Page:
From Fedora Project Wiki

Migration to latest upstream grub boot loader


Investigation possibility of migrating to latest upstream grub bootloader ("grub2"). Development of the 0.97 branch is dead upstream and we carry a lot of patches on our own. The grub 1.9x branch is under active development, even supporting non-x86 platforms. If we can move to the latest upstream grub, we stand the chance of eliminating the need for separate boot loaders for each platform.


Current status

  • Targeted release: TBD
  • Last updated: 2011-01-13
  • Percentage of completion: 0%

Detailed Description

Upstream GNU grub development is focused on the 1.9x branch. We currently use the 0.97 branch plus a lot of patches we have been carrying in our package for a long time. With a live upstream and a desire to make grub work on all platforms now makes the latest upstream GNU grub more appealing than in the past. Migration to the new grub should be based on primary supported architectures, but we should also ensure the secondary architectures are supported or have support in the works. Major tasks:

  • Package grub-1.9x and get it in rawhide
  • Patch booty module in anaconda to support new grub
  • Generate test trees with new grub and patched anaconda
  • Perform installation and boot tests on platforms of concern (i386, x86_64, ppc64, ...others supported?)

The booty module needs a moderate overhaul, and migrating to the latest grub seems like as good a time as any to accomplish that.

Developers working on different components of this feature:

  • Dave Lehman - booty and, by extension, necessary changes in pyanaconda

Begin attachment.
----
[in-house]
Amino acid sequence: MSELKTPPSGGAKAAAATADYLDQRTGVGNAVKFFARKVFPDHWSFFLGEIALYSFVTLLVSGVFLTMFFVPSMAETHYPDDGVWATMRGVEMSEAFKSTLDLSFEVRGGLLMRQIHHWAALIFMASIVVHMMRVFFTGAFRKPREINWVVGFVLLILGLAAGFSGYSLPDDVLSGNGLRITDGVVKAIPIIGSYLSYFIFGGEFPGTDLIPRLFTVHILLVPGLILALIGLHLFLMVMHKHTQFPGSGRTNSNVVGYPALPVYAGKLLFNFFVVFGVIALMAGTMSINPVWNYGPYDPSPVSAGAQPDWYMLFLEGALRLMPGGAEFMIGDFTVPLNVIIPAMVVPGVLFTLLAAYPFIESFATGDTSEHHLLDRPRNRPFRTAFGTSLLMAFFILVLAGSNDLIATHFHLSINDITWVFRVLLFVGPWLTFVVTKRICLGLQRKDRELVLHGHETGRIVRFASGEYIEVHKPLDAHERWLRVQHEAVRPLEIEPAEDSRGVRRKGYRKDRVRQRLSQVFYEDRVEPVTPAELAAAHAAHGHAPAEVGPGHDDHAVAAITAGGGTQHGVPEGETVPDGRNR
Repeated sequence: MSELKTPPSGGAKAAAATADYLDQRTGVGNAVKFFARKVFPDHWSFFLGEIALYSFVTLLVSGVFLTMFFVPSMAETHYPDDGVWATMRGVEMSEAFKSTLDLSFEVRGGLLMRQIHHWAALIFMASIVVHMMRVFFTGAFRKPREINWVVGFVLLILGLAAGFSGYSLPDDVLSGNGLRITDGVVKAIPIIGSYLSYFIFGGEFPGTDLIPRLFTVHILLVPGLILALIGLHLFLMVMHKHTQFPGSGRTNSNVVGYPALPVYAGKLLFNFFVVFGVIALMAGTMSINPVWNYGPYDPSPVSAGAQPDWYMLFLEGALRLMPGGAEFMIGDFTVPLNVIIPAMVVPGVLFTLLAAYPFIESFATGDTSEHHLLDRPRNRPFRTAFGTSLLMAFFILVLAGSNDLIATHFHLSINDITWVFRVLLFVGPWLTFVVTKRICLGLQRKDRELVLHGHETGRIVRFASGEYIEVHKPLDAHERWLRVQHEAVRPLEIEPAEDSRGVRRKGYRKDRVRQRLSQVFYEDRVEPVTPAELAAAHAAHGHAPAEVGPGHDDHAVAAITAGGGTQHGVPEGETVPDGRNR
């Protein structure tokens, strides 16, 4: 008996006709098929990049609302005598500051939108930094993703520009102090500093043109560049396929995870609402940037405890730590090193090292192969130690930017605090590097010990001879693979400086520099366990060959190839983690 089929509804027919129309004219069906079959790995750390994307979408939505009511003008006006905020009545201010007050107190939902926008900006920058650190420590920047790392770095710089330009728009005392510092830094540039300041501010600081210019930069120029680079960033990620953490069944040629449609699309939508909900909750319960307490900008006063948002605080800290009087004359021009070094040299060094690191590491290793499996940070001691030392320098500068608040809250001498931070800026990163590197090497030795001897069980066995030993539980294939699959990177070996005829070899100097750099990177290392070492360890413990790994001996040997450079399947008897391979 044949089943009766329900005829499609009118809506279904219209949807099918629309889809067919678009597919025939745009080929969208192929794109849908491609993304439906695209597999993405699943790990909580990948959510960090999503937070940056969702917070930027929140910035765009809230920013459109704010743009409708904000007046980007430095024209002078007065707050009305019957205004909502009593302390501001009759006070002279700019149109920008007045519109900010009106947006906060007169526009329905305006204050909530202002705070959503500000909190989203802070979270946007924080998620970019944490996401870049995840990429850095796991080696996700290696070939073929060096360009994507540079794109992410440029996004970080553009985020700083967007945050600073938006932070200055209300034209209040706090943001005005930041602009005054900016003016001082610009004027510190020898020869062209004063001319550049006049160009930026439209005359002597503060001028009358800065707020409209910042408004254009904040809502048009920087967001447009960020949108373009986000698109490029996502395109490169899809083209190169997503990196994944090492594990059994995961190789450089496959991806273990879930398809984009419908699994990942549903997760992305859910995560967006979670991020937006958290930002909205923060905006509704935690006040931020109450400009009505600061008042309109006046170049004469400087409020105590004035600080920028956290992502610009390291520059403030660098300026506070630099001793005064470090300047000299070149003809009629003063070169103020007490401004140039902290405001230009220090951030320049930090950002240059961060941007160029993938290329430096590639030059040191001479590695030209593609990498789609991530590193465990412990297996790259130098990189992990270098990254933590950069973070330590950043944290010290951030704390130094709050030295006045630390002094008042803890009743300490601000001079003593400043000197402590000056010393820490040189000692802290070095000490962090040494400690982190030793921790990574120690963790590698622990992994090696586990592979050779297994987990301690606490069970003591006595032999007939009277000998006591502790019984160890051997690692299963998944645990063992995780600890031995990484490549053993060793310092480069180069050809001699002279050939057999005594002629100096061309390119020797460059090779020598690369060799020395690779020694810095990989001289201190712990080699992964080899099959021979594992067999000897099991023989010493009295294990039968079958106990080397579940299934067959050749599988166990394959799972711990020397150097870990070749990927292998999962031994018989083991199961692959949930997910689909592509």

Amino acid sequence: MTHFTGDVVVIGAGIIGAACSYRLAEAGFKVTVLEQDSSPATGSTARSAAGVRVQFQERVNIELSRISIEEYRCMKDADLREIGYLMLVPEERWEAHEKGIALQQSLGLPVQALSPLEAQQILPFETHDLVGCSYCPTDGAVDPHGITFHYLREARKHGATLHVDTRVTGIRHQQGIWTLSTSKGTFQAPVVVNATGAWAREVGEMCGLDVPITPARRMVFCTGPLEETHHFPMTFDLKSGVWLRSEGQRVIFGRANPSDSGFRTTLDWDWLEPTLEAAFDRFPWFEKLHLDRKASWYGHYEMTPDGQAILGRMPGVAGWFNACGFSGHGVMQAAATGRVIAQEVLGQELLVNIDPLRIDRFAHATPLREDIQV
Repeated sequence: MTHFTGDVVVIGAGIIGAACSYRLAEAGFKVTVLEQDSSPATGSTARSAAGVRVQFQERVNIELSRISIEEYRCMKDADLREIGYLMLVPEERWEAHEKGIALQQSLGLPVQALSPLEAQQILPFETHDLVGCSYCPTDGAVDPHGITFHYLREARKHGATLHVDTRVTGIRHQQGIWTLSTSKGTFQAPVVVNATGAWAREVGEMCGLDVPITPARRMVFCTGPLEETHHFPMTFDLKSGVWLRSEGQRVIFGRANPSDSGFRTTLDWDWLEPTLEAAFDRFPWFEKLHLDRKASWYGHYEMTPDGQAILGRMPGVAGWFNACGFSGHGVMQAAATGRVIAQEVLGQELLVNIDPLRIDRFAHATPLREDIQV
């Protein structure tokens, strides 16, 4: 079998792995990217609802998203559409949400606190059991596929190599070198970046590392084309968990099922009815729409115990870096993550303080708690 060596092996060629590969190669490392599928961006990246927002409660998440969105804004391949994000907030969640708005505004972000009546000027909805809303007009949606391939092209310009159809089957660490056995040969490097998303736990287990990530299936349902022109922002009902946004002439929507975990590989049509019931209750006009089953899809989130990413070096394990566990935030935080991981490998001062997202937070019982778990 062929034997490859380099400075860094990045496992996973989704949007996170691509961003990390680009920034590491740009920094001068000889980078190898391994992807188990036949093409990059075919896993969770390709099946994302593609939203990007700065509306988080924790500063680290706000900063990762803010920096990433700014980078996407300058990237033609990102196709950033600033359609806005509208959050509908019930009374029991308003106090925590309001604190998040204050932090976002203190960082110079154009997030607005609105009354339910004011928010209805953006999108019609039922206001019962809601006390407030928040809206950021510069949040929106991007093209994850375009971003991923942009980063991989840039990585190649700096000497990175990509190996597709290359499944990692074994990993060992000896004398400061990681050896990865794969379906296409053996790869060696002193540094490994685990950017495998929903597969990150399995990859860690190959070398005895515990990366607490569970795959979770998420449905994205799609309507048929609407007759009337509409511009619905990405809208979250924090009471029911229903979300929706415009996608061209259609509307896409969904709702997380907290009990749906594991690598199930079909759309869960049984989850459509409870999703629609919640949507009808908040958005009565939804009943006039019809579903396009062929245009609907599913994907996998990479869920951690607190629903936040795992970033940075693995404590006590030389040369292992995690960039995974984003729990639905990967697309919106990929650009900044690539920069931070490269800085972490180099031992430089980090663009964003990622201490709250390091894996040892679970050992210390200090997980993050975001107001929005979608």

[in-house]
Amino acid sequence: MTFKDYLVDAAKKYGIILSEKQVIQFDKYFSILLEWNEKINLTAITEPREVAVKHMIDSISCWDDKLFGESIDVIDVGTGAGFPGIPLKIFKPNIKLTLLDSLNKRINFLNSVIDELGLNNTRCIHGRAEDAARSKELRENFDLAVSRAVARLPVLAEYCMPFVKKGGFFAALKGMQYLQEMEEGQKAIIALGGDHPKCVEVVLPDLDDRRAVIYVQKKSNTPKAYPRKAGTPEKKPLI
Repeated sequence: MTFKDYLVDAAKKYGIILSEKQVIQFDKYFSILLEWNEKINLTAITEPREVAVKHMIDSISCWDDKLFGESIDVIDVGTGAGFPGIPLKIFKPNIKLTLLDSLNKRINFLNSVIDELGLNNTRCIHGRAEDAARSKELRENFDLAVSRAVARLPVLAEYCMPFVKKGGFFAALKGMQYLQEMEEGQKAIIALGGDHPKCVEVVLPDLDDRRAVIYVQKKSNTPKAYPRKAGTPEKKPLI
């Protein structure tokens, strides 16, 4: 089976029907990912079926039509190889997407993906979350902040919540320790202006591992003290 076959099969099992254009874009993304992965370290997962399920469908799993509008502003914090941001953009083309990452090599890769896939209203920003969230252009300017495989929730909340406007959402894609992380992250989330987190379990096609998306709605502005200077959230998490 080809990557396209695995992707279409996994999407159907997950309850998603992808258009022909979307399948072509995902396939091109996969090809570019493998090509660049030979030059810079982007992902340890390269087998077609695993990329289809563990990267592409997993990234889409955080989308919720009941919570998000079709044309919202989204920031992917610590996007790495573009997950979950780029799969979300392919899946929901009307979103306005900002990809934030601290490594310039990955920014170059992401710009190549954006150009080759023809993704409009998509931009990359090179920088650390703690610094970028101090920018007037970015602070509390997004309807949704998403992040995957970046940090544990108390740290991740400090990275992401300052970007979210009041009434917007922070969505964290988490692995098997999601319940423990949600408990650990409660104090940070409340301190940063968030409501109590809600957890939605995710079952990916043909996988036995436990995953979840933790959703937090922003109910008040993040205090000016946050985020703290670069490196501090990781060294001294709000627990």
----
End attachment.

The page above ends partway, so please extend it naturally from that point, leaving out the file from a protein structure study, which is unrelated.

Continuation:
• Brian Lane - grubby
  • Peter Jones - grub2 package and diffing old grub with grub2 to see if we need any to forward-port any patches

Benefit to Fedora

  • Association with current upstream grub development
  • Consolidation of boot loader code to a single project
  • Removing all of the non-grub bootloader packages (e.g., yaboot)


Entire distribution, all platforms grub-1.9x works on. Installation should not change much, but users will need to be made aware of how to interact with and configure new grub. Might make some boot loader configuration directives via kickstart obsolete.

Test Plan

  • Get new grub in rawhide, patch anaconda, generate test rawhide trees locally
  • Test installation on i386, x86_64, and ppc64. If other architectures are supported, test those if we can (s390x and ARM are not supported).
  • Successful installation on i386, x86_64, and ppc64 should allow us to keep new grub in the distribution, work with upstream to support other architectures we have installation code for but that grub-1.9x does not yet support
  • Installer Test Items
    • successful post-install boot w/ grub2
      • x86
        • /boot on partition
        • /boot on RAID0, RAID1, RAID4, RAID5, RAID6, RAID10 (partition members only)
        • /boot on LVM LV (partition PVs only)
      • x86/BIOS
        • GPT disklabel with BIOS boot partition
      • x86/EFI
        • /boot/efi on RAID1
      • ppc?
    • ability to specify other OS installations in the config
      • linux and non-linux
    • ability to upgrade from grub legacy during OS upgrade
      • upgrade/migrate from other bootloaders?
        • yaboot?
    • user-selected non-fedora default menu entry?
    • user-specified menu entry labels?

User Experience

Users should not see a change during installation, but the grub boot menu and interaction with grub may change. Documentation should be updated across the distribution to alert users to the change.


Contingency Plan

Continue shipping grub-0.97+patches and the other boot loaders for non-x86 platforms.


Upstream grub wiki:

Release Notes